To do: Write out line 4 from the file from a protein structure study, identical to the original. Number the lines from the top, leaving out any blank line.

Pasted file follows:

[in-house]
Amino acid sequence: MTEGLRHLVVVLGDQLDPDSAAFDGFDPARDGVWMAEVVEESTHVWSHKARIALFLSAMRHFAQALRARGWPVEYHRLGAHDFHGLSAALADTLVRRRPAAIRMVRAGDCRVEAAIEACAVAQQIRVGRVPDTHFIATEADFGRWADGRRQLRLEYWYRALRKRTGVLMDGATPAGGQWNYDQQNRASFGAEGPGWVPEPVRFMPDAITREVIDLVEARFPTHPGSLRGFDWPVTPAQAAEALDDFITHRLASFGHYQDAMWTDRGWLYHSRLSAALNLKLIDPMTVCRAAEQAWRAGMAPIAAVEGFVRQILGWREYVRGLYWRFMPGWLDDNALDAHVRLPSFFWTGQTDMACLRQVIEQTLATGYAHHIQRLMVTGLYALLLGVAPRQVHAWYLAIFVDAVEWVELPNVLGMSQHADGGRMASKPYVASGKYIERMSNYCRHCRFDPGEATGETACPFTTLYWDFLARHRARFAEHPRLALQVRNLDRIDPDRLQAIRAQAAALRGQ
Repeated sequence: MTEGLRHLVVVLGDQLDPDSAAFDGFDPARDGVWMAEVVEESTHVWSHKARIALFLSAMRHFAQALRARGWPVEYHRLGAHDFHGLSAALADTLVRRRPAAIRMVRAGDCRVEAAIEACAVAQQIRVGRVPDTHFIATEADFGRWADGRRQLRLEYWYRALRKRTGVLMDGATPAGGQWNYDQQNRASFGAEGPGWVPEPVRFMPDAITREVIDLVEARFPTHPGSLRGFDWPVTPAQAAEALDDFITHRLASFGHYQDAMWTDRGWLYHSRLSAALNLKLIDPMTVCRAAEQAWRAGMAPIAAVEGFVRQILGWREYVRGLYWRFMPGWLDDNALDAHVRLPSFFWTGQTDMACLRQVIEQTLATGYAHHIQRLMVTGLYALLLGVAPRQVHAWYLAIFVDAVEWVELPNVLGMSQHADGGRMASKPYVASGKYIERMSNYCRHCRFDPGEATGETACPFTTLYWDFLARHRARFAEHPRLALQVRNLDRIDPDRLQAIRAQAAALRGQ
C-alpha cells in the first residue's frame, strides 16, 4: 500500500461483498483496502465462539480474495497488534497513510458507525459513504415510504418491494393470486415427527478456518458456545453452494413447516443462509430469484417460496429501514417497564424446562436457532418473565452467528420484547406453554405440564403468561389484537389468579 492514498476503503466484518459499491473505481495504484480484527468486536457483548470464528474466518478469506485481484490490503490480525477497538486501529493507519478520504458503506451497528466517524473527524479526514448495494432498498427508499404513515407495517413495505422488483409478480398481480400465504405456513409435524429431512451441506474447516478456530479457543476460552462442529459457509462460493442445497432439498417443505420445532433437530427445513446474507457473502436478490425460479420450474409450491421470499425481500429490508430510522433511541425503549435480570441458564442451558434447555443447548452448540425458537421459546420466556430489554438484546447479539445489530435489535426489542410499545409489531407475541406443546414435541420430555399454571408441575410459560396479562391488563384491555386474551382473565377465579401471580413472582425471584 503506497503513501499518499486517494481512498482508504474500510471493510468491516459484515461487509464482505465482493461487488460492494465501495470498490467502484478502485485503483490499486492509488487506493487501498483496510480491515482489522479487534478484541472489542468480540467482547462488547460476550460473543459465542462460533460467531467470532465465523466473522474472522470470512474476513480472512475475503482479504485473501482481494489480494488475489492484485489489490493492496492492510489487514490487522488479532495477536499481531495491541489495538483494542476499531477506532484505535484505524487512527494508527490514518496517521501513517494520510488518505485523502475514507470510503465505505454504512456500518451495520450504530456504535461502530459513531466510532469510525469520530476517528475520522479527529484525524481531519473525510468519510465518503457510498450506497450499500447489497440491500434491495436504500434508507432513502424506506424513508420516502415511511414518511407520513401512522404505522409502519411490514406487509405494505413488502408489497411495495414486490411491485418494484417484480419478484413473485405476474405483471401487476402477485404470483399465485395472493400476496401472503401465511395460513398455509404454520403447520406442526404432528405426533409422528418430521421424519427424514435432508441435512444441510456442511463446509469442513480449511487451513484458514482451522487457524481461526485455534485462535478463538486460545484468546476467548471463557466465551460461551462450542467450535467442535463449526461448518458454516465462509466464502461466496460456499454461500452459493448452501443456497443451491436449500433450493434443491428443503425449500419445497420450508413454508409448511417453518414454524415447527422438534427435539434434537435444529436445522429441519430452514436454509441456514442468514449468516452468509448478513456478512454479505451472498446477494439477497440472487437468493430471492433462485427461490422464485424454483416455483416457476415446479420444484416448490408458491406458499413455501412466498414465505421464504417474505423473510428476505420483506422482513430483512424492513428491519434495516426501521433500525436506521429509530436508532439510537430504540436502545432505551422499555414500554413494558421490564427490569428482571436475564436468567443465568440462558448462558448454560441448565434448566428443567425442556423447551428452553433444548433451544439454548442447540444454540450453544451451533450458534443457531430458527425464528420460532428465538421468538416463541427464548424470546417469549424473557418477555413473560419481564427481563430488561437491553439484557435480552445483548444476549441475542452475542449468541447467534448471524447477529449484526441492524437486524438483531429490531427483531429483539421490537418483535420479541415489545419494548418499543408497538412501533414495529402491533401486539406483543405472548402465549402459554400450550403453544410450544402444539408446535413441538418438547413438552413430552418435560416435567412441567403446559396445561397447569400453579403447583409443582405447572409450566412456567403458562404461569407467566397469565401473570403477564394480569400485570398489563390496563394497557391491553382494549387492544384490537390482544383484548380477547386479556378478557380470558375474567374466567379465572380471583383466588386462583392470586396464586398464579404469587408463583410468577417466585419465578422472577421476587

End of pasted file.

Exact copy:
C-alpha cells in the first residue's frame, strides 16, 4: 500500500461483498483496502465462539480474495497488534497513510458507525459513504415510504418491494393470486415427527478456518458456545453452494413447516443462509430469484417460496429501514417497564424446562436457532418473565452467528420484547406453554405440564403468561389484537389468579 492514498476503503466484518459499491473505481495504484480484527468486536457483548470464528474466518478469506485481484490490503490480525477497538486501529493507519478520504458503506451497528466517524473527524479526514448495494432498498427508499404513515407495517413495505422488483409478480398481480400465504405456513409435524429431512451441506474447516478456530479457543476460552462442529459457509462460493442445497432439498417443505420445532433437530427445513446474507457473502436478490425460479420450474409450491421470499425481500429490508430510522433511541425503549435480570441458564442451558434447555443447548452448540425458537421459546420466556430489554438484546447479539445489530435489535426489542410499545409489531407475541406443546414435541420430555399454571408441575410459560396479562391488563384491555386474551382473565377465579401471580413472582425471584 503506497503513501499518499486517494481512498482508504474500510471493510468491516459484515461487509464482505465482493461487488460492494465501495470498490467502484478502485485503483490499486492509488487506493487501498483496510480491515482489522479487534478484541472489542468480540467482547462488547460476550460473543459465542462460533460467531467470532465465523466473522474472522470470512474476513480472512475475503482479504485473501482481494489480494488475489492484485489489490493492496492492510489487514490487522488479532495477536499481531495491541489495538483494542476499531477506532484505535484505524487512527494508527490514518496517521501513517494520510488518505485523502475514507470510503465505505454504512456500518451495520450504530456504535461502530459513531466510532469510525469520530476517528475520522479527529484525524481531519473525510468519510465518503457510498450506497450499500447489497440491500434491495436504500434508507432513502424506506424513508420516502415511511414518511407520513401512522404505522409502519411490514406487509405494505413488502408489497411495495414486490411491485418494484417484480419478484413473485405476474405483471401487476402477485404470483399465485395472493400476496401472503401465511395460513398455509404454520403447520406442526404432528405426533409422528418430521421424519427424514435432508441435512444441510456442511463446509469442513480449511487451513484458514482451522487457524481461526485455534485462535478463538486460545484468546476467548471463557466465551460461551462450542467450535467442535463449526461448518458454516465462509466464502461466496460456499454461500452459493448452501443456497443451491436449500433450493434443491428443503425449500419445497420450508413454508409448511417453518414454524415447527422438534427435539434434537435444529436445522429441519430452514436454509441456514442468514449468516452468509448478513456478512454479505451472498446477494439477497440472487437468493430471492433462485427461490422464485424454483416455483416457476415446479420444484416448490408458491406458499413455501412466498414465505421464504417474505423473510428476505420483506422482513430483512424492513428491519434495516426501521433500525436506521429509530436508532439510537430504540436502545432505551422499555414500554413494558421490564427490569428482571436475564436468567443465568440462558448462558448454560441448565434448566428443567425442556423447551428452553433444548433451544439454548442447540444454540450453544451451533450458534443457531430458527425464528420460532428465538421468538416463541427464548424470546417469549424473557418477555413473560419481564427481563430488561437491553439484557435480552445483548444476549441475542452475542449468541447467534448471524447477529449484526441492524437486524438483531429490531427483531429483539421490537418483535420479541415489545419494548418499543408497538412501533414495529402491533401486539406483543405472548402465549402459554400450550403453544410450544402444539408446535413441538418438547413438552413430552418435560416435567412441567403446559396445561397447569400453579403447583409443582405447572409450566412456567403458562404461569407467566397469565401473570403477564394480569400485570398489563390496563394497557391491553382494549387492544384490537390482544383484548380477547386479556378478557380470558375474567374466567379465572380471583383466588386462583392470586396464586398464579404469587408463583410468577417466585419465578422472577421476587